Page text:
Another Super Speedway, Another Bunch of Racing Lead Changes… Finally

Talladega is known for its action and the 2022 version of the Geico 500 had its share, including 20 Racing Lead Changes. After two races with zero RLCs, the double digit racing lead changes was definitely a welcomed change.

Thirty-nine competitors put the NEXT GEN through its first paces on the series biggest oval in a race that saw Ross Chastain pick up his second win in the last five races to join William Byron as the only multi-win drivers in the opening 10 regular season races.

A Typical Wild Talladega Finish

Chastain came from a lap down to find himself running third behind leader Erik Jones and Kyle Larson as they came down for the flag. Coming off of turn four a d heading to the tri-oval, the three car train of Larson-Chastain-Austin Dillon had a huge run on the solo Jones. Larson took the shove for the pack to go high to try for the win. Jones moved up to block Larson’s advance forcing Larson into a hard-charging Kurt Busch who was coming through on the outside. Contact ensued, bouncing Busch into the outside wall and back across the track, clipping his teammate Bubba Wallace and sending him hard into the outside wall.

TALLADEGA, ALABAMA – APRIL 24: Ross Chastain, takes the checkered flag to win the NASCAR Cup Series GEICO 500 at Talladega Superspeedway on April 24, 2022 in Talladega, Alabama. (Photo by James Gilbert/Getty Images)

With the track clear ahead and the melee developing behind, Chastain found himself with a clear path to the Checkered Flag and another trademark watermelon-smashing celebration.

Austin Dillon, who was locked on Chastain’s bumper followed the Moose to the line for second, 0.195 seconds behind. Kyle Busch found his way through for third, while the ricocheting Larson pinballed his way to fourth. Martin Truex, Jr. brought his Toyota across to round out the top five.

Erik Jones, who found the front 10 times and appeared to have the race won, brought his #43 Chevy across sixth, followed by Larson’s teammate, Chase Elliott. 2021 Daytona 500 winner, Michael McDowell was the top finishing Ford in eighth.

More race info

The race was slowed six times for 28 laps, including two multi-car accidents that involved three and nine cars respectively.

There was 41 Lead Changes among 16 drivers, with William Byron leading the most laps-36. Jones found his way to the front 10 times for 25 laps, while race winner Chastain led one time and was given credit for one lap-the final one!

This race had the longest green flag run to the finish this season as the entirety of the final Stage, last 63 laps of the race were run under green.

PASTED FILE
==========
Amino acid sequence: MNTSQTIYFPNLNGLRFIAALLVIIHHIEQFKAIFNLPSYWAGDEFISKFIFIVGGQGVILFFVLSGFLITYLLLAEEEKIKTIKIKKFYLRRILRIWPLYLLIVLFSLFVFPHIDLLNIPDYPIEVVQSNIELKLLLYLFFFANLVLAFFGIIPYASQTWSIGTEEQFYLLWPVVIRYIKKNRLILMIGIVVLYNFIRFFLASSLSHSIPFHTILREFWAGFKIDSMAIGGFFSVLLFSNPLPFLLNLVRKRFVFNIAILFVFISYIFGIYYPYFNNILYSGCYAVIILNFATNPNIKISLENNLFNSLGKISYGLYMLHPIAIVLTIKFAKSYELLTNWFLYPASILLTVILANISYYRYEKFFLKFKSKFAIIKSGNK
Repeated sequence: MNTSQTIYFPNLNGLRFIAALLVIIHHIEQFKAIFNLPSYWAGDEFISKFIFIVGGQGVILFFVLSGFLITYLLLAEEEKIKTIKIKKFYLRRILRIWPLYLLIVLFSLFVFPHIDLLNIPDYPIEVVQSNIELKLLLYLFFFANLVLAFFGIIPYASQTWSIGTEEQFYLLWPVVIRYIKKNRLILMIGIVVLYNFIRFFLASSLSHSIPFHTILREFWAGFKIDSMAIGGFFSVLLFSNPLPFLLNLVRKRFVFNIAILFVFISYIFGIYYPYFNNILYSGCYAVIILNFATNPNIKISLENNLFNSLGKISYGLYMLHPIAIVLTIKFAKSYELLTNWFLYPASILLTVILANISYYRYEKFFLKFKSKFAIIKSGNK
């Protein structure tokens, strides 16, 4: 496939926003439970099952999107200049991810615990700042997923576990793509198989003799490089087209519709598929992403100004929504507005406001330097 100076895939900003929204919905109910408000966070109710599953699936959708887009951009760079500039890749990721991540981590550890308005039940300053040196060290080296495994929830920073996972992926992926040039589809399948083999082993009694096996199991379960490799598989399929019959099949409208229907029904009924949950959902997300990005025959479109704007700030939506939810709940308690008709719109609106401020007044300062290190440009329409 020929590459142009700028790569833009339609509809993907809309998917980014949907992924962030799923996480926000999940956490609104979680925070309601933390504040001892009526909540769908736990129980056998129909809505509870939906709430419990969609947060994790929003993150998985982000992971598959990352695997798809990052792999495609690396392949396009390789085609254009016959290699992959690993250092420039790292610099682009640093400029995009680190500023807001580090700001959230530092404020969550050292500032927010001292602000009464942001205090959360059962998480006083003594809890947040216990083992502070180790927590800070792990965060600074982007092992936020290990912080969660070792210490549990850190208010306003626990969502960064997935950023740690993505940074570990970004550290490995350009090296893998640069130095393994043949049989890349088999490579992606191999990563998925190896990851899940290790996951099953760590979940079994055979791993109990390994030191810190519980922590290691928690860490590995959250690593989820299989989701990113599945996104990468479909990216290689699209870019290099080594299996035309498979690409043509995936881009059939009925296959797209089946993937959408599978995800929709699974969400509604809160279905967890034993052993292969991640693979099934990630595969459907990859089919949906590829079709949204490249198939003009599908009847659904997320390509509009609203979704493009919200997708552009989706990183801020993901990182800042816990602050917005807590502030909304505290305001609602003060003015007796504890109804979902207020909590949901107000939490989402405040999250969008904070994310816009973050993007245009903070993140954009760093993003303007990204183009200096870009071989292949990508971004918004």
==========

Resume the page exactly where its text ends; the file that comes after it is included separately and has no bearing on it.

Now about those passes

Over the 160 Green Flag Laps there was 8025 Green Flag Passes. This was down 1713 Green Flag Passes from last years race.

Of those passes, 3774 were Quality Passes, occurring in the Top 15 positions. This means that 47.02% of the passes took place in the top 38.5%, meaning there was more passing up toward the front of the field.

At the very front there was 125 Green Flag Passes For Lead. This was up 45 from 80 in this race last year. Those resulted in 34 Green Flag Lead Changes (out of 41 overall for the race).

A deeper look:Racing Lead Changes

Eight of those occurred during the first three laps after the race Start or Restarts. Due to the uncharacteristic long green flag runs (the final Stage saw no cautions) an additional six lead changes were a result of the leader pitting under green and turning the lead over to a trailing competitor.

This resulted in 20 Racing Lead Changes among six drivers. The breakdown is as follows-

6-Bubba Wallace, Erik Jones

5-Kyle Larson

1-Daniel Suarez, Ryan Blaney, Ross Chastain

Racing Lead Changes Ranking

With his 6 Racing Lead Changes to go with his 4 from Daytona, Bubba Wallace now sits atop the Racing Lead Change Standings. After 10 races we find-

10-Bubba Wallace

7-Erik Jones, Ross Chastain

6-Kyle Busch, Kyle Larson

5-Martin Truex, Jr., Ricky Stenhouse, Jr.,

4-William Byron

3-Brad Keselowski, Tyler Reddick, Chase Elliott, Ryan Blaney

2-Austin Cendric, Denny Hamlin, Joey Logano, Kurt Busch

1-Alex Bowman, Kevin Harvick, Justin Haley, Chase Briscoe, Daniel Suarez

Martin Truex, Jr., Chastain and Ryan Blaney lead with Races with RLCs as each had RLCs in 3 of the first 10 races.

Kyle Busch, Larson, Wallace, Stenhouse, Jr., Reddick, Elliott, Byron, Jones and Hamlin passed someone for the lead in two races. The rest got their RLC in a single race.

Racing Lead Changes by Race

Talladega’s 20 RLCs ranks them second in RLCs behind Atlanta’s 24. The season’s breakdown is as follows-

24-Atlanta

20-Talladega

18-Daytona

5-Las Vegas

4-Auto Club

2-Richmond

1-Phoenix, COTA

0Martinsville, Bristol (Dirt)